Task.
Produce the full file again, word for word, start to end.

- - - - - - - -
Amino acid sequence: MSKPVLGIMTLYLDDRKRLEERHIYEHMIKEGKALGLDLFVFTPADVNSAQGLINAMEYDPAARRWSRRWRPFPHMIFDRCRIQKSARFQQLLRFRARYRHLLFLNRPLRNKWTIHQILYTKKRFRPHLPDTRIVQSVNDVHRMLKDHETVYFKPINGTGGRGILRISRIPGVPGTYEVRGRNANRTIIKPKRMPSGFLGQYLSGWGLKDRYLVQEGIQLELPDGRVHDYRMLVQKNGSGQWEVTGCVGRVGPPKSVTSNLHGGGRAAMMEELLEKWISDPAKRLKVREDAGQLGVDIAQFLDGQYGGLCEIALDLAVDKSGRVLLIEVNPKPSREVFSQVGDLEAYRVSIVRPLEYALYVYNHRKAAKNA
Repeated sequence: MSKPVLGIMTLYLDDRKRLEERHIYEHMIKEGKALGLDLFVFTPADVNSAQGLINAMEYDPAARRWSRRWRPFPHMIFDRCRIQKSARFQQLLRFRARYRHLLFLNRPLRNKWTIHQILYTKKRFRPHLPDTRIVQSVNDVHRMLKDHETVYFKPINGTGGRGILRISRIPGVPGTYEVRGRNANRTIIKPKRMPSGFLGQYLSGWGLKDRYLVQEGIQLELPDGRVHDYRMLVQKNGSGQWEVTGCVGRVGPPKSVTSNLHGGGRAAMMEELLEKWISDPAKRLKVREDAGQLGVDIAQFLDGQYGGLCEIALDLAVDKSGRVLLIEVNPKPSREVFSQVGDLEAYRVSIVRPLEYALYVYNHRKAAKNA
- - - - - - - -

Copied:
Amino acid sequence: MSKPVLGIMTLYLDDRKRLEERHIYEHMIKEGKALGLDLFVFTPADVNSAQGLINAMEYDPAARRWSRRWRPFPHMIFDRCRIQKSARFQQLLRFRARYRHLLFLNRPLRNKWTIHQILYTKKRFRPHLPDTRIVQSVNDVHRMLKDHETVYFKPINGTGGRGILRISRIPGVPGTYEVRGRNANRTIIKPKRMPSGFLGQYLSGWGLKDRYLVQEGIQLELPDGRVHDYRMLVQKNGSGQWEVTGCVGRVGPPKSVTSNLHGGGRAAMMEELLEKWISDPAKRLKVREDAGQLGVDIAQFLDGQYGGLCEIALDLAVDKSGRVLLIEVNPKPSREVFSQVGDLEAYRVSIVRPLEYALYVYNHRKAAKNA
Repeated sequence: MSKPVLGIMTLYLDDRKRLEERHIYEHMIKEGKALGLDLFVFTPADVNSAQGLINAMEYDPAARRWSRRWRPFPHMIFDRCRIQKSARFQQLLRFRARYRHLLFLNRPLRNKWTIHQILYTKKRFRPHLPDTRIVQSVNDVHRMLKDHETVYFKPINGTGGRGILRISRIPGVPGTYEVRGRNANRTIIKPKRMPSGFLGQYLSGWGLKDRYLVQEGIQLELPDGRVHDYRMLVQKNGSGQWEVTGCVGRVGPPKSVTSNLHGGGRAAMMEELLEKWISDPAKRLKVREDAGQLGVDIAQFLDGQYGGLCEIALDLAVDKSGRVLLIEVNPKPSREVFSQVGDLEAYRVSIVRPLEYALYVYNHRKAAKNA